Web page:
Spike in Housing Market Activity Suggests Return to Normality

covid housing market spike

With the peak of the Covid-19 outbreak seemingly behind us, the UK economy is slowly beginning to show signs of a gradual return to normality. The housing market has seen a tremendous spike in activity over the past few days, as movers and renters seek to make the most on the easing of lockdown restrictions.

With millions known to have put their relocation plans on hold when the coronavirus crisis took hold, a predicted wave of pent-up demand is now set to be released across the country.

Since the housing market was officially reopened by the UK government buyers and renters are now allowed to both view properties and move for the first time since lockdown was enforced. Surveyors and estate agents are also allowed to resume their normal activities, though strict social distancing rules still apply.

All of which has resulted in a 4% increase in visits to Rightmove’s website year-on-year, an impressive 5.1 million visits being recorded by the online estate agent. Importantly, Rightmove stated that sales enquiries are now back to around 90% normal levels, suggesting it is not far to go before the housing market returns to normality. Work out how much it would cost you to purchase a home using our UK mortgage calculator.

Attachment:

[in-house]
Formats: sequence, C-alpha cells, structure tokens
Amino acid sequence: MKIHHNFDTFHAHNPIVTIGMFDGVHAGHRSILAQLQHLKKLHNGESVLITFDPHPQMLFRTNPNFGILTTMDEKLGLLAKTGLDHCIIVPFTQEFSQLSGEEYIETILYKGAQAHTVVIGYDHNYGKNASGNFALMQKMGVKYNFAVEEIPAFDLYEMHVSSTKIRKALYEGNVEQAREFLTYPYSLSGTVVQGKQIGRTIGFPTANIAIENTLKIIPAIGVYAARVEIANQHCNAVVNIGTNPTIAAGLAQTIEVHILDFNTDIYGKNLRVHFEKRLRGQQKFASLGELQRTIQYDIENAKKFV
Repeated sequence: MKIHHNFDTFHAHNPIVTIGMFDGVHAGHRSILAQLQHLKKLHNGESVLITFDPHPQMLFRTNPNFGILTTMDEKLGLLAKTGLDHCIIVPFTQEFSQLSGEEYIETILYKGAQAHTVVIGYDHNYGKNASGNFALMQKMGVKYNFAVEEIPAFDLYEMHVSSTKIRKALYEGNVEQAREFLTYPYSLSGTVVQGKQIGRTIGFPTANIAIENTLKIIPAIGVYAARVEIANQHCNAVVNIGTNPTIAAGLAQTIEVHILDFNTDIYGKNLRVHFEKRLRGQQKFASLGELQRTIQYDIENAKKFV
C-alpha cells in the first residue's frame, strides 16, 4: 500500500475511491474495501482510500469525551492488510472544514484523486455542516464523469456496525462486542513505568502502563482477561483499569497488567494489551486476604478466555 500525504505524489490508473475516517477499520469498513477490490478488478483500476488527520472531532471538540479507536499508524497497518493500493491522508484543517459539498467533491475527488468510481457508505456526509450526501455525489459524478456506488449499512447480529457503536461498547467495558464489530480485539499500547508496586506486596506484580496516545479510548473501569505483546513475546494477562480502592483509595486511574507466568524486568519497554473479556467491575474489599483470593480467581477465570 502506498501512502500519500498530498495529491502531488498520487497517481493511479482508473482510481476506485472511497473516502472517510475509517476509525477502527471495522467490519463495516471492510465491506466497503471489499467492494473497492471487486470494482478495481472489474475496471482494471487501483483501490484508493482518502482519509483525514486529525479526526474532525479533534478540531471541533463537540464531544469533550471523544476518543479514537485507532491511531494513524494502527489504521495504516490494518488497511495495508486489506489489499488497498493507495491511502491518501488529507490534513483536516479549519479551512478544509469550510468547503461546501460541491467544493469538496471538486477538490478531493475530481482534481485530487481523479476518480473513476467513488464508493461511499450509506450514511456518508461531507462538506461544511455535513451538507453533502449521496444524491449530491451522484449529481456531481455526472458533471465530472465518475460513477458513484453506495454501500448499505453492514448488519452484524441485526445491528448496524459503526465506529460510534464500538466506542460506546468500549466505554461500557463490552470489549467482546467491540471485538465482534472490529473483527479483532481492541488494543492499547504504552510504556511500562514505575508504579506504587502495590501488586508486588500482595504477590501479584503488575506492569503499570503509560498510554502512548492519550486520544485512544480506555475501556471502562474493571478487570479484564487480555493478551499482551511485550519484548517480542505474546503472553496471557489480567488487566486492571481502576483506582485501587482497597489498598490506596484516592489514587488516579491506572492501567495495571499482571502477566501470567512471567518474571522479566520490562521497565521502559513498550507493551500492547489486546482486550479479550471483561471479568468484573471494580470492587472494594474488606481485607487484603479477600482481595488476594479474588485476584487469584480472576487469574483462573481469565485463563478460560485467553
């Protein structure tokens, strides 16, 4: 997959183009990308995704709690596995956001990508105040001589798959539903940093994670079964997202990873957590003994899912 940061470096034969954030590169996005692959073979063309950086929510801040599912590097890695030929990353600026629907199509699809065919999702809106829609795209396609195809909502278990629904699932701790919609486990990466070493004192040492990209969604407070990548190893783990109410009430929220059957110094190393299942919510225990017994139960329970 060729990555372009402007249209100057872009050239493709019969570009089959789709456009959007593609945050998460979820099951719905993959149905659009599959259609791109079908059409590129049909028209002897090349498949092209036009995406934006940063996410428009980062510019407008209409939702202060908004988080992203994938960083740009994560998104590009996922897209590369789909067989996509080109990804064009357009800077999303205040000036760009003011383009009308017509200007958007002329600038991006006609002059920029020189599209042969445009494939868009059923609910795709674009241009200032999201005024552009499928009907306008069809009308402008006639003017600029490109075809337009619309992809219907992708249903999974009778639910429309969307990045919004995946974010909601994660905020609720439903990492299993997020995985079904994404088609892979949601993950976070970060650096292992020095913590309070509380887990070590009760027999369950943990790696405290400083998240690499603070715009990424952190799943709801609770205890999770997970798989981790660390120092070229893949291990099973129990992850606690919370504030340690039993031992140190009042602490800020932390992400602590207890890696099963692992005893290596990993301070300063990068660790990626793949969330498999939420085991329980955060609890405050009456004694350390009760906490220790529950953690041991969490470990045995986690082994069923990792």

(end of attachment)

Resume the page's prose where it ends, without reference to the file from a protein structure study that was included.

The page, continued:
Property listings are also on the up

While the number of properties being listed on the Rightmove website is still way below normal levels, this week saw the number of new homes listed increase two-fold from last week. The current listing rate is still approximately 90% lower than it would normally be, though these initial signs of forward movement are being welcomed by experts across the sector.

“The traditionally busy spring market was curtailed by lockdown, but we’re now seeing clear signs of returning momentum, with the existing desire to move now being supplemented by some people’s unhappiness with their lockdown home and surroundings,” Rightmove director Miles Shipside said in an interview with the telegraph.

“With no new seller asking price data it is too early to comment on price movements, though high demand is needed to support a stable market. If there are attractive lower deposit mortgages available, it would help sustain the recovery in activity.”

Global head of research at Knight Frank, Liam Bailey, warned that economic growth in general will be sluggish for the year, with the estate agent having predicted average property price decreases of between 5% and 7% by the time the year is out.

However, most of the decline already occurred in the period between March and May, the company reported.

“We can be fairly certain that this year we will see one of the sharpest falls in economic growth in peacetime,” said Mr. Bailey.

“It is challenging to get a handle on what is happening to pricing right now. Published indices tend to be backwards looking, and those that have been published since the crisis began have inevitably drawn on limited data points.”